As appropriate, Fiscal Service will provide the creditor agency with access to other relevant information regarding transferred debts.

5035.30—Modify Records

Fiscal Service will, if appropriate, update and/or modify its delinquent debt and debtor records with information obtained from its skip tracing and asset location services. This information may include, among other things, contact information for the debtor (including mailing addresses, physical addresses, phone numbers, and email addresses), alternative debtor names (including alternative spellings, maiden names, married names, nicknames, and other aliases), taxpayer identification numbers, and employer information.

5035.40—Respond to Disputes and Inquiries

Fiscal Service, or its private collection contractor in accordance with Fiscal Service’s contract requirements, will respond to all debtor inquiries received while Fiscal Service is servicing the debt. Fiscal Service will consult with the creditor agency as necessary to receive assistance with its responses.

If a debtor (or someone on the debtor’s behalf) disputes the validity or enforceability of a debt, Fiscal Service may, if appropriate, submit such disputes to the creditor agency for resolution. Disputes may be based on assertions that the debt is not owed, that the debt was paid in full, that an automatic stay in bankruptcy precludes collection, that the debt was discharged in bankruptcy, or a variety of other bases.

If the creditor agency determines that it must communicate directly with third parties about a matter while Fiscal Service is servicing the debt (see Section 5030.40c, Coordination) or thereafter, Fiscal Service will provide the information necessary for the creditor agency to respond to inquiries. Such inquiries may be from Congress, inspectors general, requestors under the FOIA or the Privacy Act, or other relevant parties.

Fiscal Service will assist the creditor agency in defending litigation resulting from the government’s collection efforts.

5035.50—Return Transferred Debt

Fiscal Service may return a debt to the creditor agency if Fiscal Service determines that one or more of the following factors is met:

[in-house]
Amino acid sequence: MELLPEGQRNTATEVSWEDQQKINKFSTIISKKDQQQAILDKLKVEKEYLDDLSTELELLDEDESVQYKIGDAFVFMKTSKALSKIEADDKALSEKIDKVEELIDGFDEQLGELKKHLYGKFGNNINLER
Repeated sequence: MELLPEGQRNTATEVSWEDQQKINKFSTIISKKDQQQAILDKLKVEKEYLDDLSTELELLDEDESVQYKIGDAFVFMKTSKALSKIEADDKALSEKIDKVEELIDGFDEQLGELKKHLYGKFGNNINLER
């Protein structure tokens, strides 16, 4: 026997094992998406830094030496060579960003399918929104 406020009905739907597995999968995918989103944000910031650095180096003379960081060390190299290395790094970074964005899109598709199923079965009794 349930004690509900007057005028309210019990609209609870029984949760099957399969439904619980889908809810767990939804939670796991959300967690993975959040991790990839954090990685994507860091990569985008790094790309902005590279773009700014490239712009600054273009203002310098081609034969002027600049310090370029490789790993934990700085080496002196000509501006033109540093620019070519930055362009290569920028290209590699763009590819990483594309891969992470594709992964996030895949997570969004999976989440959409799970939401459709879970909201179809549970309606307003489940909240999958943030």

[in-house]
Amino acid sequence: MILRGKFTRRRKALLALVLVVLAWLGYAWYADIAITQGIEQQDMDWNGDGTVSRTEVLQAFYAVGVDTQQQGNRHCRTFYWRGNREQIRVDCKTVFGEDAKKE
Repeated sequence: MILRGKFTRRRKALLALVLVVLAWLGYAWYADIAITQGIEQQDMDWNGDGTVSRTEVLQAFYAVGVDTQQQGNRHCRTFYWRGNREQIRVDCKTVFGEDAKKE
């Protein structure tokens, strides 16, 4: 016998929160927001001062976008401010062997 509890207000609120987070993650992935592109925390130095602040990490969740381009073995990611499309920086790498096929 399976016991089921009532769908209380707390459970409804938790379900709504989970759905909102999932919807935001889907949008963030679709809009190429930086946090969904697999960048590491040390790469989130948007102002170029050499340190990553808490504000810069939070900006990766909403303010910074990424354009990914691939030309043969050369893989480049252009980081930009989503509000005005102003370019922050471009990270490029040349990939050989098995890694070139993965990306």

• The balance of the debt, as reported to Fiscal Service by the creditor agency, is below $25.00,
  • Fiscal Service has been unable to locate the debtor,
  • Fiscal Service has been unsuccessful in its debt collection efforts,
  • The creditor agency has requested the debt be returned, and Fiscal Service, in its discretion, believes that return of the debt is appropriate,
  • The creditor agency’s certification is incomplete, inaccurate, or unreliable, including because:

    • The debtor has filed for bankruptcy and the automatic stay is in effect,
    • The debt is invalid or unenforceable, or
    • Collection is otherwise precluded.
  • Facts have changed since the creditor agency certified the debt, and the debt is no longer valid and/or legally enforceable,
  • The debtor (if an individual) is deceased,
  • The debtor (if an entity) is no longer in business and has dissolved in accordance with applicable law,
  • The debtor has a total inability to pay, or
  • Fiscal Service otherwise determines that the return of the debt is appropriate.

A return based on a circumstance above is not a final determination by Fiscal Service that such a circumstance exists. The creditor agency must make its own determination.

5035.60—Suspend and/or Terminate Collection Action

Fiscal Service may suspend or cease collection action on its own initiative, or at the request of the creditor agency, if appropriate.

If appropriate, upon return of a transferred debt with a principal balance of $500,000 or less, Fiscal Service may recommend termination of collection action. Return of a debt, by itself, does not constitute Fiscal Service’s approval to terminate collection action. However, unless otherwise specified, Fiscal Service will be deemed to have recommended termination of collection action on the debt if Fiscal Service returns a debt with a principal balance of $500,000 or less for any of the following reasons:

  • Fiscal Service has been unable to locate the debtor,
  • Fiscal Service has been unsuccessful in its debt collection efforts,
  • Fiscal Service has discovered that the debtor (if an individual) is deceased, unless a claim may be filed against the decedent’s estate, or
  • The debtor (if an entity) is no longer in business and has dissolved in accordance with applicable law.

If Fiscal Service returns a debt, the creditor agency is responsible for determining whether it is appropriate to terminate collection action.

If Fiscal Service returns a debt due to the filing of a bankruptcy petition, Fiscal Service will not be deemed to recommend termination of debt collection action. The creditor agency remains responsible for collecting the debt in compliance with applicable bankruptcy rules or suspending or terminating collection action on the debt, if appropriate.

5035.70—Credit Collections to the Creditor Agency

Fiscal Service will credit collections (less the fees charged to the creditor agency, per Section 5040, Fees and Costs) to the appropriate Agency Location Code via the Intra-governmental Payment and Collection System (IPAC).